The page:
By Nate Thompson
It started in the sticky-hot summer months of July and August, when the Muskegon Big Reds embarked on a mission to establish themselves as one the best teams in the illustrious history of Muskegon football.
It came to fruition three months later, on Saturday night at Ford Field in Detroit.
Head coach Shane Fairfield saw the potential for great success early . He said in late August that this Big Red squad had more talent on paper than last year’s team, which included three Division 1 college recruits, and came seconds away from winning the Division 3 state championship game.
Of course football games aren’t won on paper, and preseason hype can often be grossly overstated. But Fairfield kept his team focused on results, and the result was great success.
From Day 1, Muskegon played like a team on a mission. The Big Reds allowed just 52 points throughout the regular season. Their only real test came in the Week 8 showdown at Mona Shores, when they fought off a determined Sailors squad for a 35-24 victory.
Most of the team’s games were defined by running clocks, with their offense scoring 50 or more points in seven of their nine regular-season contests.
Looking top to bottom on the Big Reds’ roster, it was difficult to find holes or weak spots, unless you were really nitpicky.
The team had the best offensive line I’ve ever seen at the high school level. An example of their dominance came on the Big Reds’ opening play against Dewitt in the regional championship game a few weeks ago.
The Panthers featured a big defensive nose tackle – 285-pound senior Zach Shantry – but he was driven back five yards like he was on ice skates with a combo block by center DeAndre Mills-Ellis and guard Marquis Cooper.
The O-line was led by bookend tackles Anthony Bradford and A.J. Reed, who will both be playing in Division 1 programs soon. Reed is already committed to Penn State, and Bradford is receiving recruiting interest from across the country.
Both boys are mammoth, like the entire line.
Having five immovable objects playing in front of him help transform senior quarterback La’darius Jefferson into one of the top overall players at his position in the state. Plain and simple, Jefferson did what was needed of him, and often a lot more.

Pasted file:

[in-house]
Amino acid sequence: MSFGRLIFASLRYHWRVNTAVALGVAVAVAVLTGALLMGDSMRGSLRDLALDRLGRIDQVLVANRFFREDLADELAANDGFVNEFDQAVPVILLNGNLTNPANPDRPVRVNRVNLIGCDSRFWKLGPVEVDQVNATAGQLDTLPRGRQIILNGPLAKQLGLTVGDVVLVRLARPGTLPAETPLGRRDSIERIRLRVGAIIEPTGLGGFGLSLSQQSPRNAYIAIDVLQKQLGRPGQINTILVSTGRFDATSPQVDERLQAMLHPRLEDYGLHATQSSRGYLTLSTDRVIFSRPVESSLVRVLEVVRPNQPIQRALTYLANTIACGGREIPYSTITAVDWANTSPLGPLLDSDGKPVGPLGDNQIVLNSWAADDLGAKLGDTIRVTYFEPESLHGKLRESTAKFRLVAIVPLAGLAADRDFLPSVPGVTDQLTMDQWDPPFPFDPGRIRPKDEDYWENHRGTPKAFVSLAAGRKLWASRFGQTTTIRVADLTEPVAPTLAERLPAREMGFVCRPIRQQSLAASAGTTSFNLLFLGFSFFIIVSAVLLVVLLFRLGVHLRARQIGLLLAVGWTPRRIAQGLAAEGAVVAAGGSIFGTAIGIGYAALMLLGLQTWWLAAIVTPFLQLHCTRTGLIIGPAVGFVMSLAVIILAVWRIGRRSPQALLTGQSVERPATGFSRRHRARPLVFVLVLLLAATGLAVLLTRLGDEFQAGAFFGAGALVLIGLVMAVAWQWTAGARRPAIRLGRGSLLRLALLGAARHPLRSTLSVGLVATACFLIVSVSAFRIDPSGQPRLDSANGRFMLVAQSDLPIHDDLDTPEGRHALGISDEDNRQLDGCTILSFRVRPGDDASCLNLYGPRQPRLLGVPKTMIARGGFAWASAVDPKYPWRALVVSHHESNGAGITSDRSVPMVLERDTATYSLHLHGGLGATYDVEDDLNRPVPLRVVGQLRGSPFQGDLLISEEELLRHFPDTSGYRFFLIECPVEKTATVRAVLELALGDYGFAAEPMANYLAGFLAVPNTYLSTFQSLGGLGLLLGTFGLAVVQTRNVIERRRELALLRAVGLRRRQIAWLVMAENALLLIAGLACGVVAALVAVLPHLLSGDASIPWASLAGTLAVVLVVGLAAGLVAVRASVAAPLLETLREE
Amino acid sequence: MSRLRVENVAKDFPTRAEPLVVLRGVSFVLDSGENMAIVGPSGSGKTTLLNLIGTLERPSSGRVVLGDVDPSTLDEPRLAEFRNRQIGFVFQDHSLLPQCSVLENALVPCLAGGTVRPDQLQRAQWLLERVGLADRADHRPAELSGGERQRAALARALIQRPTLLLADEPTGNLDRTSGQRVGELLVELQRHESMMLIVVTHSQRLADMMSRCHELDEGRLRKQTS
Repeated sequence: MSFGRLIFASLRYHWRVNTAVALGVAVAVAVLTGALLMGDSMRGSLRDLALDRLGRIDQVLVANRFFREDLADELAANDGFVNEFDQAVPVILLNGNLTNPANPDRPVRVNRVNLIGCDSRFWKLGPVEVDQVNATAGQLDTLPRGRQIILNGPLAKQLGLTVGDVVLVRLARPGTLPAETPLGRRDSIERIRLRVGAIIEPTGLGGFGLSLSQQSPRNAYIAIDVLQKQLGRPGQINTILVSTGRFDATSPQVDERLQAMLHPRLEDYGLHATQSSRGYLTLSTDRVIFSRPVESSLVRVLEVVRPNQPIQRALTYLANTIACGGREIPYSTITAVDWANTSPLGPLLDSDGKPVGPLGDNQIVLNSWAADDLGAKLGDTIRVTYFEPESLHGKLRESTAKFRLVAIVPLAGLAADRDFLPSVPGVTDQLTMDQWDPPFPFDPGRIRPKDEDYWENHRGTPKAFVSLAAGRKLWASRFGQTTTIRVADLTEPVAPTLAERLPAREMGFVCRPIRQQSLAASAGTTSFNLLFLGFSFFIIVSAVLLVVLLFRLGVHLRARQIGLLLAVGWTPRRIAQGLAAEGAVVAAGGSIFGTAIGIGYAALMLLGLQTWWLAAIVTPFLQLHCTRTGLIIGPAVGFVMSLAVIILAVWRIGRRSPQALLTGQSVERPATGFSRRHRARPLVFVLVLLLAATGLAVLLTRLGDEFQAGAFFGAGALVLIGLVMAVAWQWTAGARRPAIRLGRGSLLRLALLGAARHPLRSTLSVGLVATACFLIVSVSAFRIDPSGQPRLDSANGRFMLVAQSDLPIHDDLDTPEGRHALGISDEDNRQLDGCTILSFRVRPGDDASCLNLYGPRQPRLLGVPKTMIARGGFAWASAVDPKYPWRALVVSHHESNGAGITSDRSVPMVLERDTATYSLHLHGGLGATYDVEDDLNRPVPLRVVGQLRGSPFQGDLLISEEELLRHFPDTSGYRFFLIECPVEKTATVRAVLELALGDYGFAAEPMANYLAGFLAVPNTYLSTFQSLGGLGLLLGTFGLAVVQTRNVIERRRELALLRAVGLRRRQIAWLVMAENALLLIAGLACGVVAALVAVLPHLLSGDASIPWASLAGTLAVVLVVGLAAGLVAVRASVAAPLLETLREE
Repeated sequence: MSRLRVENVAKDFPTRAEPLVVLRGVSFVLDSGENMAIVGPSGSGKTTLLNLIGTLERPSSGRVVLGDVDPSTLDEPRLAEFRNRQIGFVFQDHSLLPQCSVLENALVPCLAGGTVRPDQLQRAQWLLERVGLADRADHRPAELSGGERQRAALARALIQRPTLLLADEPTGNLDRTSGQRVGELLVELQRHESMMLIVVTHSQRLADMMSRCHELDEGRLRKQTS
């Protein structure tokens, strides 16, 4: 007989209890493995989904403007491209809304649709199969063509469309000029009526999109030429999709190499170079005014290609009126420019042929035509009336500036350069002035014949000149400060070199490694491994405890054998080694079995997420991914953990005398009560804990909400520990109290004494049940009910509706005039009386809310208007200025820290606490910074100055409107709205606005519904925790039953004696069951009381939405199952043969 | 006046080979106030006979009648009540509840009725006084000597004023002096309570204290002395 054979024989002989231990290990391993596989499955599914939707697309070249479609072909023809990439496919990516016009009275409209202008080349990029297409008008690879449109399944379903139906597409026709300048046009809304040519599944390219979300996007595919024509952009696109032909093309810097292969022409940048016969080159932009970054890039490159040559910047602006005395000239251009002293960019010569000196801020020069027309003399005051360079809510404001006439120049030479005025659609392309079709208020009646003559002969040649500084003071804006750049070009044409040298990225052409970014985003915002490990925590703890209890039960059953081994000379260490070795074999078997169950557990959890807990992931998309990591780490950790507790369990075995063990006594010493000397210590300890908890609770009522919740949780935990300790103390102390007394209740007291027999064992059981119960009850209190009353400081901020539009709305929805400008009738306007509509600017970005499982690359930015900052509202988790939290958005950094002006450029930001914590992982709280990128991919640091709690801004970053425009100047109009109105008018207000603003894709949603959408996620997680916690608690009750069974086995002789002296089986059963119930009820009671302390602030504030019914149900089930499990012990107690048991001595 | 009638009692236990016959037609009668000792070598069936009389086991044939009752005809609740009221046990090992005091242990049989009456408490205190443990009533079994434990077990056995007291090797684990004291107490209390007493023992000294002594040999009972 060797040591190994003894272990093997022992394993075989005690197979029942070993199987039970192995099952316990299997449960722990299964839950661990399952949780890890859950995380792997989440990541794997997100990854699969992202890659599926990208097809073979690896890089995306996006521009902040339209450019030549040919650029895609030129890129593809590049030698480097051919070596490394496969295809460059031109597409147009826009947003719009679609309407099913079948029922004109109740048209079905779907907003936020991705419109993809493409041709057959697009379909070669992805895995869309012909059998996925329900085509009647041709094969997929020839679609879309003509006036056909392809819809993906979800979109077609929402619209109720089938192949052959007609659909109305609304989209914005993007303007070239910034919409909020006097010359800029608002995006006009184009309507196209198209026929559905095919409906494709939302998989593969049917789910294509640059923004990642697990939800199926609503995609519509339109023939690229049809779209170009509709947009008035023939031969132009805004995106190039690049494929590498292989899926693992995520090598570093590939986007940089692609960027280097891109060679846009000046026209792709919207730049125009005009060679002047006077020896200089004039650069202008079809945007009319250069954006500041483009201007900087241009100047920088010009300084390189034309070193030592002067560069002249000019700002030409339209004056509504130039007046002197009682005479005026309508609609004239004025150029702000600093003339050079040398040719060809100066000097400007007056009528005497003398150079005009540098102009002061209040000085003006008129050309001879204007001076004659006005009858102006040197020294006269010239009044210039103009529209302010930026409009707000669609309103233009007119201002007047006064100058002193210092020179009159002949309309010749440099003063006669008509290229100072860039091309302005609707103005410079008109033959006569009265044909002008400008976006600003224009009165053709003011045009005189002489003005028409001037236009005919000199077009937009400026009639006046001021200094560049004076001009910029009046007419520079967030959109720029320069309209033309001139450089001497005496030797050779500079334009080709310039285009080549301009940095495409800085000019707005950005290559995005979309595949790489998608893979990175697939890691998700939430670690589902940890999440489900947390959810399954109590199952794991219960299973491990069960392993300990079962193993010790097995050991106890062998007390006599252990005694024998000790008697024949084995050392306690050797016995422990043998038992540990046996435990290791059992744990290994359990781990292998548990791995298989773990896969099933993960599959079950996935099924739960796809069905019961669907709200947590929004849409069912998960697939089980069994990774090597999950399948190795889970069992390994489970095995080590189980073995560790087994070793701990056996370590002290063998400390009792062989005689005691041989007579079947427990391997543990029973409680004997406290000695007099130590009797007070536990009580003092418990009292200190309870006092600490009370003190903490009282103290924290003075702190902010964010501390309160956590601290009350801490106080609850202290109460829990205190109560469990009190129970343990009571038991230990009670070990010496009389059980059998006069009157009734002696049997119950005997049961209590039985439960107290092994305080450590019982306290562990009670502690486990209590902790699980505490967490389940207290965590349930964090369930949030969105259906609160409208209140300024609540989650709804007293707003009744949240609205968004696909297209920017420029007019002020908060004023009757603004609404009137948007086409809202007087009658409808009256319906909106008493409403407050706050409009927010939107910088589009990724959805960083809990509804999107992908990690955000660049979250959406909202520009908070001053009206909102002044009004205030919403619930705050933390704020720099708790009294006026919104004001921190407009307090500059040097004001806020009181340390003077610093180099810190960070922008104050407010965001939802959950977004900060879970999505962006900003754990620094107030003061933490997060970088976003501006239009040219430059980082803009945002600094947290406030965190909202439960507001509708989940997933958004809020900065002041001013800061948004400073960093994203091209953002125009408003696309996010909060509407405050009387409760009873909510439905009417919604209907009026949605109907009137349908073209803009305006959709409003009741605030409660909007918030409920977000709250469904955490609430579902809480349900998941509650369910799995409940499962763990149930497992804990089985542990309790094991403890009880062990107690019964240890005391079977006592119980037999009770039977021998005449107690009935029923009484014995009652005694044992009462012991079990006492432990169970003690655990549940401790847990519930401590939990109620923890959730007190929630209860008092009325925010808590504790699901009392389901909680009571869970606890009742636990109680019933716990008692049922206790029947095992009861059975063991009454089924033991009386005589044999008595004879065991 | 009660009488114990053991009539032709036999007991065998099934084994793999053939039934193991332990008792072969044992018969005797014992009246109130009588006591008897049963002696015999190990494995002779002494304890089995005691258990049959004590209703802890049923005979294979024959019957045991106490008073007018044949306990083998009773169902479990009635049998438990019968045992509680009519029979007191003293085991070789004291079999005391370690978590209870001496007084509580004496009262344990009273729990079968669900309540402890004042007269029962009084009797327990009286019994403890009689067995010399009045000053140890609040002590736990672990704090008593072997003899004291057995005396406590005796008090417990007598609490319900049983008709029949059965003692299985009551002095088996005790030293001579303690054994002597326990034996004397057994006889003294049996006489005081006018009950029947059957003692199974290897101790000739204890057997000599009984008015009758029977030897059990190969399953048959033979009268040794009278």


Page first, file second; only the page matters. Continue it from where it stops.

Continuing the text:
As a true game-changer, he rarely made any costly turnovers, despite carrying the ball so often. Built like a fullback, the 6-foot-2, 220-pounder routinely plowed his way through opposing defenses. He was at his best in the state championship game, when he turned in a 245-yard, four-touchdown performance.
He showed that he’s more than capable of playing quarterback in the Big Ten, which is what Michigan State (and perhaps some other schools) has in mind.
Jefferson’s strong passing arm was like a Corvette in a Michigan winter – nice, but not needed. He was rarely called on to throw the ball. With so many dangerous weapons in their run game, Fairfield was smart to never force the pass. Jefferson only had two passing attempts at Ford Field, and didn’t throw at all in the driving rain at Mona Shores.
Some may call Muskegon’s run-first offensive strategy bland, but winning is never bland.
The offensive flash was provided by CJ Jefferson and Davion McCall, two speedsters who flourished on jet sweeps and reverses. Junior running back Lonnie Clark would be a star on almost any other team in the state, but there simply weren’t enough handoffs to go around at Muskegon.
Defensively, I thought some teams might be able to expose the Big Reds through the air. But Willie Shanks and the rest of the Big Reds’ secondary played strong throughout the playoffs, and helped the defense record two postseason shutouts.
Shanks had three interceptions in the shutout of Dewitt, giving him 10 on the season, a new school record.
Standout junior linebacker Ali’Vonta Wallace was able to roam sideline-to-sideline, thanks to a ferocious defensive line that was able to keep blockers stationed. Eli Jackson, a 280-pound tackle who had two sacks in the title game, worked with end Paul Riley to anchor the line.
The defense never got the credit it deserved, despite shutting down so many talented offenses throughout the playoffs.
Since we can’t create a time machine, and have this year’s Big Reds play any of the previous three title squads from the early 2000s, or the great Muskegon teams from earlier eras, we will never know exactly what Big Red squad was the best of all time.
But one thing is for certain – this year’s Big Reds created a championship legacy that will be hard to match for future teams.
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